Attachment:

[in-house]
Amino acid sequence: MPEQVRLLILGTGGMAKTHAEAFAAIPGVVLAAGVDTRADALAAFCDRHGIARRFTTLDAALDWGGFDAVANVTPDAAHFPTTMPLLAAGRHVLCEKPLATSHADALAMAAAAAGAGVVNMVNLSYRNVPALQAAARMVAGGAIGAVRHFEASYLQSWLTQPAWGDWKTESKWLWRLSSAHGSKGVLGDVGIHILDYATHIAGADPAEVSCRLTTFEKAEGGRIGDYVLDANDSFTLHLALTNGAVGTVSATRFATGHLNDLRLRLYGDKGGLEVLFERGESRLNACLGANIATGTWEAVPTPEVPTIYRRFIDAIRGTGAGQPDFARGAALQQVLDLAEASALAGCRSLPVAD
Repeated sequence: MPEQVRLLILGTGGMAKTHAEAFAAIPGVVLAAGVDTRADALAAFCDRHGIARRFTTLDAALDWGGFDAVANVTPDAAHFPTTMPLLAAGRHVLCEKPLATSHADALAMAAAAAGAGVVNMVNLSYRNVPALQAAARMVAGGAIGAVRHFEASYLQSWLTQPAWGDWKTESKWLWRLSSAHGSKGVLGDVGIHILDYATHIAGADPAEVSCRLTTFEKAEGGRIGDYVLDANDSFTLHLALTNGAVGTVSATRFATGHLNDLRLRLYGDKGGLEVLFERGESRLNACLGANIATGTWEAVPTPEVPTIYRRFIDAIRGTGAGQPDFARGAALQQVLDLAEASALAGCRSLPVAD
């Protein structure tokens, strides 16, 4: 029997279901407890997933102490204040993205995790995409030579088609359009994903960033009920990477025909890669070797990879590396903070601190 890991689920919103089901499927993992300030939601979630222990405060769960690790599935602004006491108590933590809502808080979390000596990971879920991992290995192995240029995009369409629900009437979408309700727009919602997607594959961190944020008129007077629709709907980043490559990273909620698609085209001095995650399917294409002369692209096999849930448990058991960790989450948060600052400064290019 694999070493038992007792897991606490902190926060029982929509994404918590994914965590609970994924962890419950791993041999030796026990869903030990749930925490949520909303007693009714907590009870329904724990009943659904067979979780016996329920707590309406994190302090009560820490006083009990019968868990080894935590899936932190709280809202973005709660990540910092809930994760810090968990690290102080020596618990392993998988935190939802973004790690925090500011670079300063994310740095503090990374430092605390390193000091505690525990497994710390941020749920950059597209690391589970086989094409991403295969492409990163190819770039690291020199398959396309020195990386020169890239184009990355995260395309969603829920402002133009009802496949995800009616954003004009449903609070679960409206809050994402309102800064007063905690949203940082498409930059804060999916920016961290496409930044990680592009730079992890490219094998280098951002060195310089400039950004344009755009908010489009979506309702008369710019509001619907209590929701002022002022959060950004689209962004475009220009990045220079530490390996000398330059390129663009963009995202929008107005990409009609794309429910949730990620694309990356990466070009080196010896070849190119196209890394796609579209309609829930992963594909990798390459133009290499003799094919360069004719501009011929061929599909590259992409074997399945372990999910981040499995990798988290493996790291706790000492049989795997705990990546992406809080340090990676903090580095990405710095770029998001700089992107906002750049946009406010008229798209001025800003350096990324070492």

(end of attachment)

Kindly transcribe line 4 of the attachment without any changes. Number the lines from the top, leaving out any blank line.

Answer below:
């Protein structure tokens, strides 16, 4: 029997279901407890997933102490204040993205995790995409030579088609359009994903960033009920990477025909890669070797990879590396903070601190 890991689920919103089901499927993992300030939601979630222990405060769960690790599935602004006491108590933590809502808080979390000596990971879920991992290995192995240029995009369409629900009437979408309700727009919602997607594959961190944020008129007077629709709907980043490559990273909620698609085209001095995650399917294409002369692209096999849930448990058991960790989450948060600052400064290019 694999070493038992007792897991606490902190926060029982929509994404918590994914965590609970994924962890419950791993041999030796026990869903030990749930925490949520909303007693009714907590009870329904724990009943659904067979979780016996329920707590309406994190302090009560820490006083009990019968868990080894935590899936932190709280809202973005709660990540910092809930994760810090968990690290102080020596618990392993998988935190939802973004790690925090500011670079300063994310740095503090990374430092605390390193000091505690525990497994710390941020749920950059597209690391589970086989094409991403295969492409990163190819770039690291020199398959396309020195990386020169890239184009990355995260395309969603829920402002133009009802496949995800009616954003004009449903609070679960409206809050994402309102800064007063905690949203940082498409930059804060999916920016961290496409930044990680592009730079992890490219094998280098951002060195310089400039950004344009755009908010489009979506309702008369710019509001619907209590929701002022002022959060950004689209962004475009220009990045220079530490390996000398330059390129663009963009995202929008107005990409009609794309429910949730990620694309990356990466070009080196010896070849190119196209890394796609579209309609829930992963594909990798390459133009290499003799094919360069004719501009011929061929599909590259992409074997399945372990999910981040499995990798988290493996790291706790000492049989795997705990990546992406809080340090990676903090580095990405710095770029998001700089992107906002750049946009406010008229798209001025800003350096990324070492």